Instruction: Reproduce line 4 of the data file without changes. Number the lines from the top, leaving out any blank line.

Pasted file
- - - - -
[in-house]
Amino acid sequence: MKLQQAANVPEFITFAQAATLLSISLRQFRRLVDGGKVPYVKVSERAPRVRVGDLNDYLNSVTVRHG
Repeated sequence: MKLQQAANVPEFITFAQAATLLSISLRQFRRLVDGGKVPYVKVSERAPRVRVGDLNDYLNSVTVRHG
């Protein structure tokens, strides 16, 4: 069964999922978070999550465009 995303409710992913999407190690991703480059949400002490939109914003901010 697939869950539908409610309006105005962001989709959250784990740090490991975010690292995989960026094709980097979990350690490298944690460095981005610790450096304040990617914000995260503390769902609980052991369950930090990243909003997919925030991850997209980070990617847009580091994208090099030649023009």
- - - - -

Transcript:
């Protein structure tokens, strides 16, 4: 069964999922978070999550465009 995303409710992913999407190690991703480059949400002490939109914003901010 697939869950539908409610309006105005962001989709959250784990740090490991975010690292995989960026094709980097979990350690490298944690460095981005610790450096304040990617914000995260503390769902609980052991369950930090990243909003997919925030991850997209980070990617847009580091994208090099030649023009």